The momentum of Walser’s prose delivers many local pleasures, generating unhinged observations at a rapid clip. Meanwhile, a more general sense of mystery and depth builds. This comes as a surprise, because at first glance, his stories do not linger over insights, or delve into his characters’ psychology, or pause to ponder complexities in motive. But the way his narrators raise and abandon topics without integrating them into the larger story results in a strange, layered effect. As readers, we pass through these ideas as if through rooms on a very unpredictable house tour. Walser’s design relies on a preservation of and an effortless, unpredictable navigation among these exceedingly various spaces.


Walser’s delightfully kinetic storytelling style is on full display in Looking at Pictures, a recently published collection of short fiction and essays about art, translated by Susan Bernofsky, Christopher Middleton, and Lydia Davis. Here, we get to see how Walser, an author who consistently resists framework, writes about painting, which typically sits inside a frame. The ostensible subjects are artworks by van Gogh, Fragonard, Hodler, Bruegel, Cézanne, and others, and there are, occasionally, wonderful moments of descriptive writing. Of Aubrey Beardsley, Walser writes: “It may be that never before has an illustrator reproduced the flickering of a candle in so candle-like a manner, so flickery.” Staring at van Gogh’s L’Arlésienne, 1889, he notes “a wonderful patch of red that is delightfully in flux.” But as these descriptions suggest, with their flicker and flux, Walser does not offer an authoritative or objective representation of the artworks but an account of his own personal and deeply idiosyncratic interactions with them. He wrote about art as a “rapporteur,” dashing “through the streets . . . entering premises in which imposing works of art are on display, so as to try my hand at them journalistically.” The paintings he writes about are therefore various in style. What most of them have in common is that they set the author’s imagination in motion, inspiring him to concoct elaborate dramas that extend far beyond the confines of the scenes portrayed. The paintings he writes about all tend to spill outside of their boundaries. Looking at a wintery scene by Hodler, Walser feels compelled to put his hands in his pockets to keep them warm.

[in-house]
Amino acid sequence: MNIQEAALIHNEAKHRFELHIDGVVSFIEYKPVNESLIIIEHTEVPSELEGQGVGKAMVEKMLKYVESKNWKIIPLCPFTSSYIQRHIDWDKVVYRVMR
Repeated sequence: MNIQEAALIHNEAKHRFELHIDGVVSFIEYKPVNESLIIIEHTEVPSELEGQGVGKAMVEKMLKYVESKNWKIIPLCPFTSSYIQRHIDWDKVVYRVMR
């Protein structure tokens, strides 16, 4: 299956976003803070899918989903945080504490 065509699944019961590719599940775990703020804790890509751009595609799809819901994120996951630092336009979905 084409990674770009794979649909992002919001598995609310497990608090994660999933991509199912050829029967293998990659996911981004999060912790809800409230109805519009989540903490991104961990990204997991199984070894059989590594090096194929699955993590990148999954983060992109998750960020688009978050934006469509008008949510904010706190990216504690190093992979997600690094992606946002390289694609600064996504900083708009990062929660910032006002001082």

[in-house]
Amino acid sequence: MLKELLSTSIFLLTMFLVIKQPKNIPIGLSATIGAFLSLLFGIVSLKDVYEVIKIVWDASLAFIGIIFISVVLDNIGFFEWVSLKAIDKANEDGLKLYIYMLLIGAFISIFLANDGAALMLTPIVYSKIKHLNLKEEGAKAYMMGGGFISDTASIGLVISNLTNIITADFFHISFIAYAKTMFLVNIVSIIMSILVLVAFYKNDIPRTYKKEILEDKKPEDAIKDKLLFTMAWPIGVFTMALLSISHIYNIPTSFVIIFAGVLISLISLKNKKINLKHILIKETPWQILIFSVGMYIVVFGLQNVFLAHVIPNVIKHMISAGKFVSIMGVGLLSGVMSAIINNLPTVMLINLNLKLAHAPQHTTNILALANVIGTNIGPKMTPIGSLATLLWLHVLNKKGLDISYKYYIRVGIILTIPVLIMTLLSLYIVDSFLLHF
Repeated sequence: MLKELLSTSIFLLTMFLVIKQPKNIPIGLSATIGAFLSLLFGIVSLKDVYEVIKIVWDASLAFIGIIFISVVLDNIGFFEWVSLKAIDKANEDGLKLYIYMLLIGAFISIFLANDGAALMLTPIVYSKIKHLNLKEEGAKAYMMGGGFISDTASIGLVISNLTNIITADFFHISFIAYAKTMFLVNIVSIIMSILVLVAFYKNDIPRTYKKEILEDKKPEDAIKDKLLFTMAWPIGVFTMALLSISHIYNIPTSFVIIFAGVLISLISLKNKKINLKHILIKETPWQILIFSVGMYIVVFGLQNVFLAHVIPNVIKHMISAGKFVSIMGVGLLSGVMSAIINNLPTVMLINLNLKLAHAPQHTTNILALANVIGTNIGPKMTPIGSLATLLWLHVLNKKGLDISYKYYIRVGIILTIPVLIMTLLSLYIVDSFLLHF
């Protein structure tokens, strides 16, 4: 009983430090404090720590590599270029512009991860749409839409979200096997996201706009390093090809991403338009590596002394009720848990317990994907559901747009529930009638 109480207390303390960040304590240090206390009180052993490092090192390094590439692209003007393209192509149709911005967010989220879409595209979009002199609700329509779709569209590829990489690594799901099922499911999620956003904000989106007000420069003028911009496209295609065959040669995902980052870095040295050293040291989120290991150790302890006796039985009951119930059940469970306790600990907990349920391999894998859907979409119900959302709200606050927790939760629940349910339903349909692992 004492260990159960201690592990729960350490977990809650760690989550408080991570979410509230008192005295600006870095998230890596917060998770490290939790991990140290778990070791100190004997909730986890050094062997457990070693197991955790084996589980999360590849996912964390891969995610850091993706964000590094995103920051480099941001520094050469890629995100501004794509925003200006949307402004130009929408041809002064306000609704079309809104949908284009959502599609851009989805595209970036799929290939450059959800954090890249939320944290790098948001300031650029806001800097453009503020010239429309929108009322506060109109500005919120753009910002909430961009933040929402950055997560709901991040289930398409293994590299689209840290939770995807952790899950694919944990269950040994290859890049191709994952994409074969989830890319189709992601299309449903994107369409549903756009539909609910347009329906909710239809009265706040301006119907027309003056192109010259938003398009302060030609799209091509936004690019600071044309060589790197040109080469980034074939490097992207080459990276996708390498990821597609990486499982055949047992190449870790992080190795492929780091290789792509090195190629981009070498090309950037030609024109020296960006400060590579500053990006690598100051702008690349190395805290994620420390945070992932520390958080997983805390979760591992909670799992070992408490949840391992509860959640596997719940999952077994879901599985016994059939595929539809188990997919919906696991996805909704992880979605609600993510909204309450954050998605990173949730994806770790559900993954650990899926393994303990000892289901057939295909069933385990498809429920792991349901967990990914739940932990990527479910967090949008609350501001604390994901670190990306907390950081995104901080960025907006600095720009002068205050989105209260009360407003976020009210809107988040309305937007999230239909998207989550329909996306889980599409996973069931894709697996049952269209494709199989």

Many of the essays project audacious fantasies onto a particular painting. After offering some vague observations about the appearance of the peasant woman in van Gogh’s L’Arlésienne (“She wears the sort of skirt one sees all the time”), Walser’s description takes a hallucinatory turn: “The woman suddenly began speaking about her life,” telling him of her childhood, her parents, and school. In “Catastrophe,” probably about Albert Bierstadt’s The Burning Ship, ca. 1871, the author, never content to simply look at a picture, writes as if he has boarded the sinking ship himself. There, he finds two lovers who, in Walser’s increasingly unhinged fantasia, acquire an ornate back story: They have betrayed one another during the voyage but are now, facing disaster, reunited. They must all dive into the water, where they will drown. The final line is: “How our imaginations can run away with us!”

Other pieces here find traction in anecdotes that bear only a tangential relation to the artwork at hand. Lucas Cranach’s Apollo and Diana, 1530, inspires Walser to recall living in an apartment in Thun, where his landlord removed a reproduction of the painting that he had tacked to the wall, presumably because she was offended by the nudity. (He writes a “brash epistle,” but there is no rancor here; the landlady is soon, in a denouement that begs for psychoanalytic gloss, offering to mend Walser’s torn trousers.) An essay that’s supposed to be about Belgian art instead finds Walser rhapsodizing about a coffee shop, recalling a dream, and feeling “enlivened” by memories of a woman who has moved to the US. “How grateful I am,” he remarks, “that she once, with marvelous dignity, gave me a proper ‘dressing down’ outside a department store. ‘Dressing down’ is being used here to describe a certain breaking off of relations or rebuff.”

Throughout, Walser’s prose slips among a variety of tempos, registers, and tones. He is by turns lackadaisical (“There is no elegance without a certain nonchalance”) and enraptured (“Drafting a prose piece puts me in a devotional frame of mind”). He is allergic to playing the role of an authority (“Knowing little about him” are the first words of his essay about Watteau). But in freeing himself from the constraints of expertise, he is also able to throw himself, almost authoritatively, behind his eccentric interpretations. “Can she not have had a lover, and known joy, and many sorrows?” he asks about the woman in L’Arlésienne, and then abandons the question to offer, quite confidently, details about her everyday life. “She listened to the ringing of bells, and with her eyes perceived the beauty of branches in blossom.”